Bobby Jones and Jack Nicklaus. Tiger Woods and Jordan Spieth.
Add one more name with which Colin Morikawa is now associated with his remarkable performance through majors in a span of 343 days. This one is a bit out of left field, but it speaks to how much Morikawa has achieved in his short time on the PGA Tour.
He would be the first player to make his Ryder Cup debut since Andy North in 1985, who has already won two Majors.
It was different then, of course. Tour players had to serve an apprenticeship before members of the Americas became PGA and were eligible. North won the US Open twice before playing his first Ryder Cup.
“I think three years ago you could have started getting Ryder Cup points,” North said on Tuesday. “And then you had to go through three days of school. We had to test the rules. So a lot of players didn’t play as many Ryder Cups as you would think.”
For example, Nicklaus had already won seven Majors when he played his first Ryder Cup.
“She’s special,” said North, turning her thoughts back to Morikawa. “I was pretty much around him at the PGA Championship because there was no one there. He was the most mature, prepared player I have seen in a long, long time.”
And there’s still a long road ahead for the 24-year-old Californian.
There were too many obscure records that came with the silver claret jug he won at the Royal St George. Not because Jones has won two professional Majors in eight starts or fewer. Nicklaus, Woods, Spieth and Rory McIlroy are on the list of having two majors before the age of 25. Nicklaus, like Morikawa, won two of them when he was behind after 54 holes.
The numbers are equally impressive: a finish of 64 to win the PGA Championship at Harding Park last August, 66 on the final day to win the British Open on Sunday. He played his last 23 holes in the PGA and his last 31 in the Open without a bogey.
And he made his place in the record books as the first man to win two Majors while playing for the first time.
His calm, his polish, his poise show that Morikawa is never in a hurry. His record indicates otherwise. And his wisdom was evident on Saturday night when he was asked about playing in the final group for the first time.
“I’ve never been in the same situation as all the other last times,” he replied.
Everything is new. And then all that stuff seems old hat.
Morikawa still thinks about dinner with Justin Thomas on the eve of his pro debut in June 2019. Thomas assures them that while every path is different – some short, some long – talent is never denied. Morikawa won on his sixth start.
Winning two Majors in two years puts Morikawa into golf’s elite, and he will face even more attention and scrutiny at the Olympics next week and in the Whistling Straits for his first Ryder Cup.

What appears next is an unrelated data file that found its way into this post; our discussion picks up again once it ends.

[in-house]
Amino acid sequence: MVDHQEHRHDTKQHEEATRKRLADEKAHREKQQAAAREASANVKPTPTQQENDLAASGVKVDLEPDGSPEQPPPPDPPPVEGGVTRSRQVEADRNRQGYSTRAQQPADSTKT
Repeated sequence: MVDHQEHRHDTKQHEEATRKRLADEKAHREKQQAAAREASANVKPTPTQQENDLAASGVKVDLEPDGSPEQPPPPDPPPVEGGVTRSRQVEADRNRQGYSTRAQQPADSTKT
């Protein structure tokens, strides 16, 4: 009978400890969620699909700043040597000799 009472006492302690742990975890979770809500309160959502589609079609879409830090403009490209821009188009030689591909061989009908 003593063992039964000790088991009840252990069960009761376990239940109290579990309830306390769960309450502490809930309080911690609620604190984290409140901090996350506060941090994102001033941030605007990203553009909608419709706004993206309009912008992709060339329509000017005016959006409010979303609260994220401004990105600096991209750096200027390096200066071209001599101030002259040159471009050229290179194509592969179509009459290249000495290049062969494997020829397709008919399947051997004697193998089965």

If there are any lessons to be learned – he has proven proficient at that – it is to reset the goals. He feels he failed to do so when he won the PGA Championship last year.
“I’m not going to throw everything in the trash and just say, ‘Well, we’re completely different individuals.’ But the goals have to change,” Morikawa said. “I didn’t do that last year.”
And it showed. He missed only one cut in his first 22 starts against a full field. And then he missed three consecutive cuts in the tournament with one cut. He only had two top 10s in his last nine tournaments in 2020.
“I want to end the season on a strong note, and I’m going to sit down – when things slow down, hopefully – and try and hug and find out what’s next,” Morikawa said.
It doesn’t take much to hold him back.
His put at Royal St George stood out, especially those he buried on the 14th and 15th holes (one for birdie, one for par), which were important. Without available data at the British Open, his performance in key insert statistics would not apply to his PGA Tour rankings.
Morikawa is ranked 170th. The only other top 10 player outside the top 100 on the PGA Tour is Thomas at No. 108.
This did not stop him from winning two Majors and one World Golf Championship among his five victories in just 52 individual tournaments around the world.
“Stay down the path he’s walking,” said Spieth. “He swings the club beautifully, gets it into a position that makes it very, very difficult not to start the ball over the line. So, he is going to be a very consistent tee for the green. Obviously That is, with the shots he makes and the putts he puts in, he is not afraid of high pressure situations and winning a big championship.
“I think winning one can play really good golf with a lot of people in a week,” he said. “By winning two, three or more, he has clearly proved that this stage is where he wants to be.”